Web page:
IDEAS home Printed from
MyIDEAS: Login to save this article or follow this journal

Monetary policy implementation and uncovered interest parity: Empirical evidence from Oceania

  • Alfred Guender
  • Bevan Cook

The close integration of Australian and New Zealand financial markets and the similarity of the monetary policy regimes provide the perfect backdrop for testing the empirical relevance of uncovered interest rate parity (UIP) in Oceania. We find that changes in the bilateral exchange rate have become more sensitive to the short-term interest differential over time. Most important, after the introduction of the Official Cash Rate regime in New Zealand, the responsiveness of the exchange rate has accelerated to such an extent that it is incompatible with UIP. Evidence on UIP over longer horizons is mixed with a 10-year horizon providing the strongest support for the theory since 1990.

If you experience problems downloading a file, check if you have the proper application to view it first. In case of further problems read the IDEAS help page. Note that these files are not on the IDEAS site. Please be patient as the files may be large.

File URL:
Download Restriction: Access to full text is restricted to subscribers.

As the access to this document is restricted, you may want to look for a different version under "Related research" (further below) or search for a different version of it.

Article provided by Taylor & Francis Journals in its journal New Zealand Economic Papers.

Volume (Year): 45 (2011)
Issue (Month): 3 (January)
Pages: 209-229

in new window

Handle: RePEc:taf:nzecpp:v:45:y:2011:i:3:p:209-229
Contact details of provider: Web page:

Order Information: Web:

References listed on IDEAS
Please report citation or reference errors to , or , if you are the registered author of the cited work, log in to your RePEc Author Service profile, click on "citations" and make appropriate adjustments.:

as in new window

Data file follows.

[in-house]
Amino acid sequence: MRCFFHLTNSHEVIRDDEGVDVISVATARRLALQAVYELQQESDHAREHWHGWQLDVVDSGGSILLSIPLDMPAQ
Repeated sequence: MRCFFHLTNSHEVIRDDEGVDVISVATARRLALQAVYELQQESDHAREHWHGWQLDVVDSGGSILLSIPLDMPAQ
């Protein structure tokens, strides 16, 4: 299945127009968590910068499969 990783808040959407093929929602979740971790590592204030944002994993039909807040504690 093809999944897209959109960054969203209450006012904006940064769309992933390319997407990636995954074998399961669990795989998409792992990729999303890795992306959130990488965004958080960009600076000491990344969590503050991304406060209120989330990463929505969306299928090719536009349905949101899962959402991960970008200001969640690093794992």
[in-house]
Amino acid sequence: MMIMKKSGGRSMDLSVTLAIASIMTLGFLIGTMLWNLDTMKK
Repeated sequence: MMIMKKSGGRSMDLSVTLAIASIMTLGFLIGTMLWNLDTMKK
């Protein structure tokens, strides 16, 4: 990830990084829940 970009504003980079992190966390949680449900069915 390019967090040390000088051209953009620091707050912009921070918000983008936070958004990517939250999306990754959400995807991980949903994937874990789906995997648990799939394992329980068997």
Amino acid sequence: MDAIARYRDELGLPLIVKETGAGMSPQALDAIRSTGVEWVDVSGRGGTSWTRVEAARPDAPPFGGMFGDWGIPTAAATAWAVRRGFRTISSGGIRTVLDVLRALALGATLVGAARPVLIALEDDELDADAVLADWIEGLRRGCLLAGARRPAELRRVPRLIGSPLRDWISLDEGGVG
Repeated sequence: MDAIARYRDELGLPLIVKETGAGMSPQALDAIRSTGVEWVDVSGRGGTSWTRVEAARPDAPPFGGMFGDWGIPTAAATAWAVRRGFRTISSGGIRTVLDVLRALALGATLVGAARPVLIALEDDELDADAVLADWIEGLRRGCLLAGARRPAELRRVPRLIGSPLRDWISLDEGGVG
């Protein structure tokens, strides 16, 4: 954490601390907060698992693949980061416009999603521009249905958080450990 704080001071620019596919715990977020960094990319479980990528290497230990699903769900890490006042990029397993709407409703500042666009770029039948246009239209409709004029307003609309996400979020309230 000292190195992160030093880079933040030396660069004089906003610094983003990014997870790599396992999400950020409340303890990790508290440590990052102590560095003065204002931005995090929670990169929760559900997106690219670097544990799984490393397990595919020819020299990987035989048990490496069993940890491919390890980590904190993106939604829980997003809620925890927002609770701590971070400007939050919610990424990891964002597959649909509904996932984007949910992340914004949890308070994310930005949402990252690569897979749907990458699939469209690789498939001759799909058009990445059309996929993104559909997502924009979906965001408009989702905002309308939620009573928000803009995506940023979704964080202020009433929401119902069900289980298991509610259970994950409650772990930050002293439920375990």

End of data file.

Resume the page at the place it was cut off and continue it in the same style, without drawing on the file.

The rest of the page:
1. Alexius, Annika, 2001. "Uncovered Interest Parity Revisited," Review of International Economics, Wiley Blackwell, vol. 9(3), pages 505-17, August.
  2. Guthrie, Graeme & Wright, Julian, 2000. "Open mouth operations," Journal of Monetary Economics, Elsevier, vol. 46(2), pages 489-516, October.
  3. David Archer & Andy Brookes & Michael Reddell, 1999. "A cash rate system for implementing monetary policy," Reserve Bank of New Zealand Bulletin, Reserve Bank of New Zealand, vol. 62, March.
  4. Razzak, W A, 2002. "The Forward Rate Unbiasedness Hypothesis Revisited," International Journal of Finance & Economics, John Wiley & Sons, Ltd., vol. 7(4), pages 293-308, October.
  5. Guender, Alfred V. & Oh, Do Yoon, 2006. "Price stability through price-level targeting or inflation targeting? A tale of two experiments," Journal of Economics and Business, Elsevier, vol. 58(5-6), pages 373-391.
  6. James R. Lothian & Liuren Wu, 2003. "Uncovered Interest Rate Parity Over the Past Two Centuries," International Finance 0311009, EconWPA.
  7. Gabriele Galati & Michael Melvin, 2004. "Why has FX trading surged?," BIS Quarterly Review, Bank for International Settlements, December.
Full references (including those not matched with items on IDEAS)

This item is not listed on Wikipedia, on a reading list or among the top items on IDEAS.

When requesting a correction, please mention this item's handle: RePEc:taf:nzecpp:v:45:y:2011:i:3:p:209-229. See general information about how to correct material in RePEc.

For technical questions regarding this item, or to correct its authors, title, abstract, bibliographic or download information, contact: ()

If you have authored this item and are not yet registered with RePEc, we encourage you to do it here. This allows to link your profile to this item. It also allows you to accept potential citations to this item that we are uncertain about.

If references are entirely missing, you can add them using this form.

If the full references list an item that is present in RePEc, but the system did not link to it, you can help with this form.

If you know of missing items citing this one, you can help us creating those links by adding the relevant references in the same way as above, for each refering item. If you are a registered author of this item, you may also want to check the "citations" tab in your profile, as there may be some citations waiting for confirmation.

Please note that corrections may take a couple of weeks to filter through the various RePEc services.

This information is provided to you by IDEAS at the Research Division of the Federal Reserve Bank of St. Louis using RePEc data.